Pinpointing the right number of ships for the U.S. Navy’s fleet is a long-running debate. And while fleet size is important, it is not the only consideration. As the Surface Navy Association’s (SNA’s) 2019 National Symposium begins tomorrow, we should focus on the capabilities needed to outmatch the threats our nation faces.
We will succeed by expanding the Navy–industry partnership to include clear innovation and fleet modernization roadmaps. These shared resources will facilitate greater coordination and understanding to expand capabilities.
Three priority areas stand out to develop reliable roadmaps for the current and future fleet: increased lethality, networked operations across domains, and mission-ready Sailors.
The Global Environment
At the end of the Cold War, the United States enjoyed both global sea control and dominance of the electromagnetic spectrum—allowing the Navy to safely patrol and protect the seas uncontested. In the past decade, however, rapid advancements and the ease of access to advanced technology allowed the nation’s adversaries to become more sophisticated in challenging the U.S. Navy’s dominance.
China is rapidly building naval power, threatening to restrict access to—and transit in—international waters. Russia continues to enhance the lethality of its naval forces and reassert itself in the maritime domain, including in the Arctic Ocean sea passages and the Baltic and Black seas. To protect American influence and safeguard maritime order, the Navy must be equipped to maintain superiority across domains.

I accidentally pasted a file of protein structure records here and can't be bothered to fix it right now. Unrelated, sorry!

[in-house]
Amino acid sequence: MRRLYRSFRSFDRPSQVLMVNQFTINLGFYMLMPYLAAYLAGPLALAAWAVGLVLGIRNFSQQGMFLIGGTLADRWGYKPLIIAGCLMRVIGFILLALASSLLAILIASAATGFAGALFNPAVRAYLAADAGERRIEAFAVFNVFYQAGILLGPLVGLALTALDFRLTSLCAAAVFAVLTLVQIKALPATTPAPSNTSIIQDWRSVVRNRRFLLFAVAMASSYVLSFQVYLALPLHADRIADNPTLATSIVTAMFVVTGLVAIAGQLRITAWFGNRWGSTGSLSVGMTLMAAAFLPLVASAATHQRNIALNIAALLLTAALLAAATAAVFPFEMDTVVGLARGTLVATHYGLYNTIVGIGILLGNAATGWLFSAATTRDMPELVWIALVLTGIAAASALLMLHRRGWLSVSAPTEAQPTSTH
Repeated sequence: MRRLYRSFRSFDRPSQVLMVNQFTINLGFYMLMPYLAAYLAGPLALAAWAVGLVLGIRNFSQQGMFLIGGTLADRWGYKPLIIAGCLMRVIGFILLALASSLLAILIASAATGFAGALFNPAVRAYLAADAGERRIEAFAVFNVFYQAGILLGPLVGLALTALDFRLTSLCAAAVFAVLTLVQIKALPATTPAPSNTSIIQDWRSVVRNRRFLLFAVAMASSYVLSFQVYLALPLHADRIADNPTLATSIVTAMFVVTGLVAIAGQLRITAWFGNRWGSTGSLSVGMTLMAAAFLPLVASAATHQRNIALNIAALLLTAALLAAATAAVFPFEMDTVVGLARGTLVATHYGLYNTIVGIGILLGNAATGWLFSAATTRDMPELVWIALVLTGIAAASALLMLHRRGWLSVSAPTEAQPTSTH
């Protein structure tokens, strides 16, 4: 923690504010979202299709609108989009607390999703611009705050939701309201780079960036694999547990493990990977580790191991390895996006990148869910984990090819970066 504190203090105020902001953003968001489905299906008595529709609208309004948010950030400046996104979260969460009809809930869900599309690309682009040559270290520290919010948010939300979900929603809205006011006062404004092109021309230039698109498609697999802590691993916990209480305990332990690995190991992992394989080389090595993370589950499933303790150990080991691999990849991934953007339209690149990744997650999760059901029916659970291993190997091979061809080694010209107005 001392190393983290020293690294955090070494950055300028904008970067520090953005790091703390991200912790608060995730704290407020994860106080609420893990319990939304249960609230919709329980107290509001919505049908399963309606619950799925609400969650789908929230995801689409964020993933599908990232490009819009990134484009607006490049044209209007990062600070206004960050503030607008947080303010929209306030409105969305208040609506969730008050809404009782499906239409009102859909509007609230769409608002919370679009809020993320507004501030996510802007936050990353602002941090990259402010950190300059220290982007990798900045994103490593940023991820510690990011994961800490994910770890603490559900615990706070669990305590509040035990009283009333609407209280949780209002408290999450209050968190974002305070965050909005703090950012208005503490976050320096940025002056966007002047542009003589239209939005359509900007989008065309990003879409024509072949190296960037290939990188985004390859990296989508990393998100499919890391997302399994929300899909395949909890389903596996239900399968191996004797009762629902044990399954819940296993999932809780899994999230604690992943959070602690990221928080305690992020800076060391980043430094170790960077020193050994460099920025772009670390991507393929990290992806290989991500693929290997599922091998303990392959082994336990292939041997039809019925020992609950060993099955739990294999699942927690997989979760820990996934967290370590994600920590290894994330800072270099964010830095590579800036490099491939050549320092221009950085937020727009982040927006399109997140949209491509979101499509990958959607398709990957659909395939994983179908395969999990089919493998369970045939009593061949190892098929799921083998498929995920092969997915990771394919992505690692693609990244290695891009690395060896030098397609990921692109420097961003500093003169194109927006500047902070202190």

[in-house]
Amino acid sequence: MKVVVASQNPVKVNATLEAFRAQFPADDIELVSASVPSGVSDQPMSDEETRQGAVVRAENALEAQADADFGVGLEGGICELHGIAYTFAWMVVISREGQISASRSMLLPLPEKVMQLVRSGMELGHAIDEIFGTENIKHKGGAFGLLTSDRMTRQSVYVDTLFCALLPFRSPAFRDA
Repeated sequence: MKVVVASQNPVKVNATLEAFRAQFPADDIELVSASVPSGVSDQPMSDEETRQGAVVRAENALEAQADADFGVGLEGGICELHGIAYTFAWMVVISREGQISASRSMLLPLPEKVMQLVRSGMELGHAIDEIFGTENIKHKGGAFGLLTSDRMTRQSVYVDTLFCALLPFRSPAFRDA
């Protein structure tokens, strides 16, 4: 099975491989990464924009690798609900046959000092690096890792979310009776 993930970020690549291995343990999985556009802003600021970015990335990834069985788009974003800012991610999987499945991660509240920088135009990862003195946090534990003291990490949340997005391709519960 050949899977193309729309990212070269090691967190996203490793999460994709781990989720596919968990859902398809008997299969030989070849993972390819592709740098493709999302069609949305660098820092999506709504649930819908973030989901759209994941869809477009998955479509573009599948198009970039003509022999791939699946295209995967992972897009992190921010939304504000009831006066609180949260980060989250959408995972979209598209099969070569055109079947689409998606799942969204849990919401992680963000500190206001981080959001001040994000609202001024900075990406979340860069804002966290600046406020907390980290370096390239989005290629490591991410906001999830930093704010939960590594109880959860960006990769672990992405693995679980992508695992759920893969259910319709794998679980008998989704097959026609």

With the decision to extend the service life of certain surface combatants to forty or more years, modernizing the existing fleet takes on greater importance. Chief of Naval Operations Admiral John Richardson rightfully noted this reality and has called for modernization to enhance capability in the current fleet. It is a significant task, but achievable with focus and creative thinking to back-fit existing ships while building the future fleet. Emphasis on leveraging the benefits of open architectures is needed to drive innovative capability enhancements to accelerate “speed to the fleet” without additional costs.
The first tenet of Captain Wayne Hughes’ classic book Fleet Tactics and Naval Operations is to “fire effectively first,” and that is especially true in today’s environment. Being able to operate within contested electromagnetic environments is fundamental to success.